4 Great Examples of New Manufacturing Technology

American manufacturing is beautiful, and companies are starting to realize it. We could talk all day about how great American manufacturing is in general, but instead, we’re going to take a minute to show you some amazing new technology so that you can see for yourself just how awesome new-era manufacturing can be.

Here are four of our favorite examples of innovative new manufacturing technologies that are completely changing the industry:

  1. 3d printing.

    Photo courtesy of Cloud Times

    Photo courtesy of Cloud Times

    While some originally saw 3D printing as just a fad, new advances with the technology show that 3D printing is here to stay. Because 3D printing adds material rather than takes it away (like a mill or lathe), it’s actually cheaper to produce more complicated designs than it is simpler ones. 3D printing is usable in prototyping, but is also gaining ground in the medical field, as well. Questions still remain as to exactly how 3D printing will fit into the manufacturing world, but for now, it’s off to a good start.

  2. Ford’s F3T.

    Photo courtesy of carbodydesign.com

    Photo courtesy of carbodydesign.com

    Ford Motor Company just recently unveiled a new technology called F3T–Ford Freeform Fabrication Technology. Whereas before, prototyping parts was time consuming and often very expensive, Ford’s new technology allows prototypes to be produced and tested in a matter of hours. It’s proprietary Ford technology at this point, but we wouldn’t be surprised if similar technology started popping up across the industry.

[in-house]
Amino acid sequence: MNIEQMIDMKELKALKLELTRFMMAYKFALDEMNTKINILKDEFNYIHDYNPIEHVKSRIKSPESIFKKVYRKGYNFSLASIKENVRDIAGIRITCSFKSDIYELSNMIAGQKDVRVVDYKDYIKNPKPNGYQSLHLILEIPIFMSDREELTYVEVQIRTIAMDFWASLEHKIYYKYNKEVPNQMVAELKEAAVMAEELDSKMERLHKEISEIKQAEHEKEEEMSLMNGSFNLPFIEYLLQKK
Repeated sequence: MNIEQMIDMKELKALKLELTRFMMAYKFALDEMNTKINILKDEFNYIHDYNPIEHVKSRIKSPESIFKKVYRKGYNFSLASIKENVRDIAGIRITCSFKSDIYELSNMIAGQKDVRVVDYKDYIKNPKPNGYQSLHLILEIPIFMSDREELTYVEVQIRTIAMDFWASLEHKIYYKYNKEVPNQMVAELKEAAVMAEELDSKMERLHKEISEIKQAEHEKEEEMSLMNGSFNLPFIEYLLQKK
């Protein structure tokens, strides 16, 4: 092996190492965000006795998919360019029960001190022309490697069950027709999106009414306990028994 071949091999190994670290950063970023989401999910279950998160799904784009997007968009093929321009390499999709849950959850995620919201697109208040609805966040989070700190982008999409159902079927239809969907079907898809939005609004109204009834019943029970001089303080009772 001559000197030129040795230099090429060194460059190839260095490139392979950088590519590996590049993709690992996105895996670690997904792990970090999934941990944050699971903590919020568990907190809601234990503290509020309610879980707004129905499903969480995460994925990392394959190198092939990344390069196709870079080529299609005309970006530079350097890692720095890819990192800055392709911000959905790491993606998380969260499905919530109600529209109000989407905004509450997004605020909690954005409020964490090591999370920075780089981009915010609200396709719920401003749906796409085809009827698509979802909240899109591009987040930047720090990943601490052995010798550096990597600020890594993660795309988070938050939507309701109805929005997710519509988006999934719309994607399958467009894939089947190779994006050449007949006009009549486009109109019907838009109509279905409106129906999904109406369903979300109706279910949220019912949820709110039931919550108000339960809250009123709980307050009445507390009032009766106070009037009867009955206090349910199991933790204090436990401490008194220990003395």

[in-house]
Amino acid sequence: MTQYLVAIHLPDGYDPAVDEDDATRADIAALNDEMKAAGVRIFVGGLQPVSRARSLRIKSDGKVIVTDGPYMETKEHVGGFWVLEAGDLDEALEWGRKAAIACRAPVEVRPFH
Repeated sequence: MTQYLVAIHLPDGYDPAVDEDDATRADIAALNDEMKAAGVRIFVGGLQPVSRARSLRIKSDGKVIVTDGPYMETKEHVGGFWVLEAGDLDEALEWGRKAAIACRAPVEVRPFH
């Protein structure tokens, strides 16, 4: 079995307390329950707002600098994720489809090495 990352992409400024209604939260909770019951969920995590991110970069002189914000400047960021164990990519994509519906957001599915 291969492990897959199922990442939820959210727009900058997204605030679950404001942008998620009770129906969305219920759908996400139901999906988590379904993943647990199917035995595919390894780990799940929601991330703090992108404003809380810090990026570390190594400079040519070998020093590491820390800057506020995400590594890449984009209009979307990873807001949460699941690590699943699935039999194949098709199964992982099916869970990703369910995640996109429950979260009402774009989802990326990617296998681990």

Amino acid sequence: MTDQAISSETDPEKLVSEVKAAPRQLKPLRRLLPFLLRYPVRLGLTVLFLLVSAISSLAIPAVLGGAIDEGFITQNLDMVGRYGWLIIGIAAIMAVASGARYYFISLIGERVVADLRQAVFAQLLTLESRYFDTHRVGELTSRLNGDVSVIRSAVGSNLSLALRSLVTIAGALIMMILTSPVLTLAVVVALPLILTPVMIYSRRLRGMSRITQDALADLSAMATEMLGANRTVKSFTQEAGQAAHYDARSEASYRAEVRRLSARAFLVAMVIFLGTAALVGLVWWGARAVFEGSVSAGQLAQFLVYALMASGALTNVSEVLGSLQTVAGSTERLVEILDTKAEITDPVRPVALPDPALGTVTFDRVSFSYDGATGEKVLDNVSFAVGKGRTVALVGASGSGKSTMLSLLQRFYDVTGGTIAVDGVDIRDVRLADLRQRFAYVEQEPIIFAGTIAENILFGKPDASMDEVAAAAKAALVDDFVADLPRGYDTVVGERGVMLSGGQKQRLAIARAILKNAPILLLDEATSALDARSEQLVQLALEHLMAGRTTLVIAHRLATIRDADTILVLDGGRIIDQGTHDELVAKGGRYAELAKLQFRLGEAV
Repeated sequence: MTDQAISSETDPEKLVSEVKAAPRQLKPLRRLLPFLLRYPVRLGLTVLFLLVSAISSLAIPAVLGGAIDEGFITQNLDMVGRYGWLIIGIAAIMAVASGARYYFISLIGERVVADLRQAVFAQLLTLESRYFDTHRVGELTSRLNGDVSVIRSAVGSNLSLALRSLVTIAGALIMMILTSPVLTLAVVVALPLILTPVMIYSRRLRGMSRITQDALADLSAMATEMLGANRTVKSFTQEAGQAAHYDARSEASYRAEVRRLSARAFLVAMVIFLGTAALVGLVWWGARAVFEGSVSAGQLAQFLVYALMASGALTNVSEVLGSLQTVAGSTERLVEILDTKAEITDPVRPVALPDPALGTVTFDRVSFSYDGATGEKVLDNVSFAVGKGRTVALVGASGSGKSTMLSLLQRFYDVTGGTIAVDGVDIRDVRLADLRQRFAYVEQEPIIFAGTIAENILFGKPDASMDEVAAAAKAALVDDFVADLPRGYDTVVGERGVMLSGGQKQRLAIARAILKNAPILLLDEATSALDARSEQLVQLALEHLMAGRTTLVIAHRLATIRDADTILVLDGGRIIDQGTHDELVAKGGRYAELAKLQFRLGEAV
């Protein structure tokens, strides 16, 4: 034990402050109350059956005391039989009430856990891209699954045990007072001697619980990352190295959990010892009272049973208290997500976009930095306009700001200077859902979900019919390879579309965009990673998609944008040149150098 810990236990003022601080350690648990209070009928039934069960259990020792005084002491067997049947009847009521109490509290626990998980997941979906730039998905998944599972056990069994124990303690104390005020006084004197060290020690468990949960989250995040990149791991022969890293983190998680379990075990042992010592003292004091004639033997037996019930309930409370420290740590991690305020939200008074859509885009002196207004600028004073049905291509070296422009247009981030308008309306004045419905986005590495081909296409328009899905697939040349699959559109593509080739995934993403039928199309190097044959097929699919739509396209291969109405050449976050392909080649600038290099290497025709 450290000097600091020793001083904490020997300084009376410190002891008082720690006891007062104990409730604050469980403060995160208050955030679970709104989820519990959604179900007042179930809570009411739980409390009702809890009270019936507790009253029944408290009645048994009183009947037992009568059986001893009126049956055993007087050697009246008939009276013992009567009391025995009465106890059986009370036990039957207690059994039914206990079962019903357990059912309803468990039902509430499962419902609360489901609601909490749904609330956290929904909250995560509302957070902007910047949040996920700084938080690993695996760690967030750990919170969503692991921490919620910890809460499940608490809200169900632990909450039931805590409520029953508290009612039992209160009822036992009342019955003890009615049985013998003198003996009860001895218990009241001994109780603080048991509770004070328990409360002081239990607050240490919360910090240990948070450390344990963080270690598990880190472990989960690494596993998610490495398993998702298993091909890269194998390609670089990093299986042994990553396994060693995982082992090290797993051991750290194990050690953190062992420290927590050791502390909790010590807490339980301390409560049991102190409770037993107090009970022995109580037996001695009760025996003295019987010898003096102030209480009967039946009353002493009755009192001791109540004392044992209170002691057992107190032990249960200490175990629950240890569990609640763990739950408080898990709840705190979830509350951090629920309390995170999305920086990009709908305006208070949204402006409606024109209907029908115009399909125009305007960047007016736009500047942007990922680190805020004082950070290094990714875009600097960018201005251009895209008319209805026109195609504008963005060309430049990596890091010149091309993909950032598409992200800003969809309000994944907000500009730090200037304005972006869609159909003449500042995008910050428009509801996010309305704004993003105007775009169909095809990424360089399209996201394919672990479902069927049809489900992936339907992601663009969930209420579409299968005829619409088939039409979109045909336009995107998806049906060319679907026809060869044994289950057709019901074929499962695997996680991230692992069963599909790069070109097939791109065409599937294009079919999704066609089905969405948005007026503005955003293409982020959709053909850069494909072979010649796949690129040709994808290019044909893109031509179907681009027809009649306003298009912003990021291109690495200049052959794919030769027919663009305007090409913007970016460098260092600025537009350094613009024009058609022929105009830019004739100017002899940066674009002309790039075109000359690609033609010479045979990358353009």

3. Baxter.

    Photo courtesy of Gizmag

    Photo courtesy of Gizmag

    Baxter is “a new kind of industrial robot.” The robot can be trained just as you would teach a person, but costs about half as much as the least expensive industrial robots currently on the market. With no coding whatsoever, the robot can be taught, and afterwords it will use common sense–if it drops something, it will pick it up. Robots like Baxter let smaller manufacturers work more efficiently, allowing real workers to put in work where it’s actually needed instead of spending time on menial sorting tasks.

  4. Micro-manufacturing.

    Photo courtesy of Amy Sullivan/PARC via New York Times

    Photo courtesy of Amy Sullivan/PARC via New York Times

    Now this is cool. Perhaps more than anyone else, American manufacturing has very advanced “micro-manufacturing,” or the manufacturing of incredibly small objects that we could not have imagined would be produced even five years ago. Thing like chiplets are a great example of this: tiny electronic circuits printable by laser printers. The technology is still far from being truly viable, but shows how manufacturers and scientists are constantly pushing the envelope in terms of what they can make. We expect things to get even more advanced than they are now in the not-too-distant future.

Like we just mentioned, we could go on and on about how great American manufacturing is. And there are many, many more examples of new manufacturing technology than just the ones we mentioned above. The resources in this post are all full of great examples.

Have a favorite technology that we missed, or something that you’d like to see featured? Let us know in the comments or on Twitter!